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Tuesday, 22 April 2014

Comments

I notice in this post (and the previous) you didn't seem to mention "chimping". I'm playing around with an Oly OM 50mm/1.8 on a Canon 5D and, if not for chimping, my whole-system learning curve would be way longer. As it is, I could figure out pretty quickly what kind of exposure compensation is needed to "fool" the 5D into setting the right exposure.

That said, I like your suggestion of using a studio to optimize your setup. I'm generally a street photographer, so in my case, I trade the studio for an afternoon of puttering in the back yard with a tripod on a cloudy day, but the result is the same.

well said Mike. With digital, the volume of photographs has increased; but the quality of composition has not, to the same degree, in my personal opinion, which is based on what I see in photojournalism and who-wins-what-prize...whether it be Nat. Geographic, or Pulitzer.
I used to go to Art Galleries to study paintings, playing the game where I was guessing lens and exposure and "printing technique" used for any , say, oil painting. With digital, corrections are easy, but Composition remains just as difficult as in the days of Film.

Mike, I can say that I haven't really seen any improvement in highlight recovery in the last few generations of cameras/software. If it's blown, it's gone. All the new "magic" in post-processing highlight recovery seems to boil down to "turn everything that's blown into a uniform grey".

The three pieces of advice I still give everyone who asks for (technical) tips haven't changed in years:

0) Take tons of pictures

1) Shoot raw

2) Get your white balance looking good (and don't even bother fiddling with it in-camera if you're shooting raw)

3) The "correct" exposure is the one that makes you happy, not necessarily the one that makes the meter happy.

4) With #3 in mind, always err on the side of underexposure. It's better to be two stops underexposed than 1/3 stop over. Tons of detail is can be pulled out of inky shadows, very little can be saved from blinding highlights, and blown highlights--even "recovered" ones--are much uglier than blocked up shadows.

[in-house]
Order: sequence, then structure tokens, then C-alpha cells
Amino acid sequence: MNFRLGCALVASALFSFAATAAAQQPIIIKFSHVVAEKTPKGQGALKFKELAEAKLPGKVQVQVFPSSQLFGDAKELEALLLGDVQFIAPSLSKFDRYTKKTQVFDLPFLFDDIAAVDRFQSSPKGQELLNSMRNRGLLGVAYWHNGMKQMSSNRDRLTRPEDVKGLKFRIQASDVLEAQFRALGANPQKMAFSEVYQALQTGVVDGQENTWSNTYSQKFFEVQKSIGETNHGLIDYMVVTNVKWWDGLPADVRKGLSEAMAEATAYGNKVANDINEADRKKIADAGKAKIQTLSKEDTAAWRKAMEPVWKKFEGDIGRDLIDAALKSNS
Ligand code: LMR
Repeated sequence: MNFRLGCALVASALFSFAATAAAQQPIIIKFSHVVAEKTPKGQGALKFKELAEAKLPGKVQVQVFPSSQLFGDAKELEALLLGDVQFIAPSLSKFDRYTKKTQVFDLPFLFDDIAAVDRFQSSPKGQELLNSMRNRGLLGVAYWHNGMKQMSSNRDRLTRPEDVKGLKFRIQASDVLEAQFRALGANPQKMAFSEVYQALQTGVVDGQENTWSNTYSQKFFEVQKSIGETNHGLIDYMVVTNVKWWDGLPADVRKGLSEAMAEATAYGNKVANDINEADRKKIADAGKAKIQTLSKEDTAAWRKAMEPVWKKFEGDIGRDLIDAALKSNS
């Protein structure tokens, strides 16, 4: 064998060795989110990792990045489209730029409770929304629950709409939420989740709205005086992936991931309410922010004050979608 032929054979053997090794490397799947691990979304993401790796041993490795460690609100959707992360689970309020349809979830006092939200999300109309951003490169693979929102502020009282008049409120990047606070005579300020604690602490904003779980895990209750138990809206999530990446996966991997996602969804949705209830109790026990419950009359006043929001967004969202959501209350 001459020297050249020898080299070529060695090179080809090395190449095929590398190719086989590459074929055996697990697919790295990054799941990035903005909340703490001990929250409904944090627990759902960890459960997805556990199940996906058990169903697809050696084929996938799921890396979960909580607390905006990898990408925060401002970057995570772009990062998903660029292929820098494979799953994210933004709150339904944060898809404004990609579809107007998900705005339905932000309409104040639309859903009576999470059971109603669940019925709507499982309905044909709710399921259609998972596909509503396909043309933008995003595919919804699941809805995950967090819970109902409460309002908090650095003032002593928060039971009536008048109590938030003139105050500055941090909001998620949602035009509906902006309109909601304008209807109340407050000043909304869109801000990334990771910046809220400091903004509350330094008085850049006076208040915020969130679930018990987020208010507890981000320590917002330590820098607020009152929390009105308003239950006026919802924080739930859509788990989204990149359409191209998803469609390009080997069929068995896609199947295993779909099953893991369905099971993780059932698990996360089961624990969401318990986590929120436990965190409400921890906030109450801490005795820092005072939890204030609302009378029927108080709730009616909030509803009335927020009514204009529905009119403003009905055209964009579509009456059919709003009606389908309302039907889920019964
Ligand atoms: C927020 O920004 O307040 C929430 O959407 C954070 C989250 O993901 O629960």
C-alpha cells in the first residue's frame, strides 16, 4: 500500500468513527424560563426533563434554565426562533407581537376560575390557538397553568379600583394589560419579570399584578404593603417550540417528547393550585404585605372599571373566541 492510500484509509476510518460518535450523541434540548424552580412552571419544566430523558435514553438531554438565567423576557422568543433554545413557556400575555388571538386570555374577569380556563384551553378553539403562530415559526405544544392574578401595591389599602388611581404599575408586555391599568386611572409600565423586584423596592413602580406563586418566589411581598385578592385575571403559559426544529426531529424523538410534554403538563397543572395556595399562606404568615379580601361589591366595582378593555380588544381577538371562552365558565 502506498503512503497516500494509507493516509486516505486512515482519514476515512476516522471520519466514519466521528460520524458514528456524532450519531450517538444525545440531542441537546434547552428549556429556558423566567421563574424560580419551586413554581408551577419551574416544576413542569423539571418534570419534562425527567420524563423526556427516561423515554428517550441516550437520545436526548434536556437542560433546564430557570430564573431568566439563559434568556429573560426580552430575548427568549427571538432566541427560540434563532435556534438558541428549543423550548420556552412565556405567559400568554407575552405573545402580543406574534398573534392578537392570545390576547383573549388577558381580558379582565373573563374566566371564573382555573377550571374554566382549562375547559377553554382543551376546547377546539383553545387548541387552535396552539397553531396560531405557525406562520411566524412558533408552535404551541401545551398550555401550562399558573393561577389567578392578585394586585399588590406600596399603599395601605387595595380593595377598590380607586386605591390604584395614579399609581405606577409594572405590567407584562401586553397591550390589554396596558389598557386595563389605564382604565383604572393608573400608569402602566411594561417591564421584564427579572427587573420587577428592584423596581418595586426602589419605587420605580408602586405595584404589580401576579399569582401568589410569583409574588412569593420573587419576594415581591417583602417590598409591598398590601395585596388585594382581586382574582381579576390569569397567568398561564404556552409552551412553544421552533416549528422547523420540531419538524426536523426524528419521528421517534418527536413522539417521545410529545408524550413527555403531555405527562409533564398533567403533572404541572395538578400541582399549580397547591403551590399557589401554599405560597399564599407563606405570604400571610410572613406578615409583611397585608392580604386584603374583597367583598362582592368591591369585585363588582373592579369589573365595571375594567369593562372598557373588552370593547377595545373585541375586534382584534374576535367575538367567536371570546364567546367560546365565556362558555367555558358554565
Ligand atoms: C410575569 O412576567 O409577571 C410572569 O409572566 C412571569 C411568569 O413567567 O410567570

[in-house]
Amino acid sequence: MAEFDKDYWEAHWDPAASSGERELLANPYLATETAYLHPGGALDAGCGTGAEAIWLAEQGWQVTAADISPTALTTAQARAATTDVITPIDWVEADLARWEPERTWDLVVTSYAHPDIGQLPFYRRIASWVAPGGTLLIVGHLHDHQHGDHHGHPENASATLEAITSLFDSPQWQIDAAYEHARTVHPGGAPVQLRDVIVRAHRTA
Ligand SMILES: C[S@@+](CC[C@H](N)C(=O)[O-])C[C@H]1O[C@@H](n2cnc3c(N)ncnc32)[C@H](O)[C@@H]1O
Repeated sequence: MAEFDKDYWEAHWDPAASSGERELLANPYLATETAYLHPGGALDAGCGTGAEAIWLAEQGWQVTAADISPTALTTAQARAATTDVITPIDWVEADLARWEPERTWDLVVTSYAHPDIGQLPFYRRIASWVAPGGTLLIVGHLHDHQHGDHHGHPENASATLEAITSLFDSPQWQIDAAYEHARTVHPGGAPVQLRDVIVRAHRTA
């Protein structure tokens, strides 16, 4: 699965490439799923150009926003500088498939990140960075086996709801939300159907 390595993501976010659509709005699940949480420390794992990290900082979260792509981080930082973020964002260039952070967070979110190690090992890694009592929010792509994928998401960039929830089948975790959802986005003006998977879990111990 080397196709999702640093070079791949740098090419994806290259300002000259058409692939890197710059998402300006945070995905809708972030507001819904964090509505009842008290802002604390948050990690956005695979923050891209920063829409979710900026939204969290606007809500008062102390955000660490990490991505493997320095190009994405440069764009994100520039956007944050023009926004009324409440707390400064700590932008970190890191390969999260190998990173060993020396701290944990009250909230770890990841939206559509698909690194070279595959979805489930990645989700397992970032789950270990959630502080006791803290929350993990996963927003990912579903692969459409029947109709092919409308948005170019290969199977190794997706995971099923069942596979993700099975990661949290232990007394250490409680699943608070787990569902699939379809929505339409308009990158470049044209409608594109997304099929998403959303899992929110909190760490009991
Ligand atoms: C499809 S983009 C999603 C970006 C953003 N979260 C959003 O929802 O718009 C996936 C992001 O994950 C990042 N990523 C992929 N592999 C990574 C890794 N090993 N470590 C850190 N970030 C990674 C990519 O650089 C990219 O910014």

Mike wrote, "Average and inexpensive lenses are getting better all the time, and the visual qualitative differences between really superb lenses and just very good ones are diminishing."

Does this mean that the price differences between really superb lenses and just very good ones will diminish as well?

[I don't observe that happening, do you? If anything, the opposite has been more the case. --Mike]

"As it gets easier to recover from an error, it reduces the penalty for making those errors—which tends to inadvertently encourage less care and more sloppiness."

Another example of that kind of behaviour is drivers who take more risks because of the safety features there car is equipped with. Risk compensation can ruin your picture and your life

I used to shoot raw most of the time. Now I shoot jpeg most of the time. It forces you to get exposure nailed as close as possible. It reminds me of shooting transparency film.

Ken Tanaka started me on this path: http://theonlinephotographer.typepad.com/the_online_photographer/2012/03/ken-tanaka-shooting-jpeg-instead-of-raw.html

"Exposure" seems rarely ruined by an errant camera's meter any more. In fact, in-camera metering systems have become just plain damn great often saving even the worst framing and timing judgements.

No, the ruin today generally takes place later at the keyboard.

I think the high quality of "average" lenses is pushing up the cost of the best lenses. First, the bar is just higher. Second, fewer people find it worthwhile popping for the very best lenses, meaning the volume ought to be down. (However, there is now real competition at the top, too. Canon and Nikon are at least seeing Zeiss lenses for their brands, as well as the usual suspects. Micro Four Thirds has Zeiss, and also Rokinon, Voigtlander, and adapters for everything.)

For some kinds of photography, opportunities exist very briefly. "Sloppy" is by definition bad; but "in a hurry" often has exactly the same signature, and being able to get usable pictures even when in a terrible hurry can be key in photojournalism, street photography, wildlife, sports, etc. This is how 35mm took over; people liked the grainy pictures of actual things happening better than the smooth nice pictures of stages setups (granted that you can to some extent shoot actual events in medium format; you're still working slower than 35mm people).

@KeithB:

You're quite right about chimping, actually, with this exception: it can shorten the learning curve. Once I have an idea (and a general idea is all I need for this purpose) what the LCD will do on a cloudy day in the backyard then I can use it to give me an idea about the exposure I'm capturing, before I wander back in the house, plug the card into the computer and have a good look at the frames I've captured.

I think my previous comment suffered from the perils of distilling into two paragraphs what has actually taken me umpteen years of bumbling around with digital files to figure out!

Thanks for another featured comment. Thinking back to those many years ago I think I need to correct one thing I said. I'm pretty sure Steve was the AP photographer in Milwaukee, not Minneapolis. He went from our paper to work for AP in Columbus, Ohio, and from there to Milwaukee where he died much too young. I think that's right, though if there's someone out there who remembers Steve's later years better than I do, please correct me if I'm wrong.

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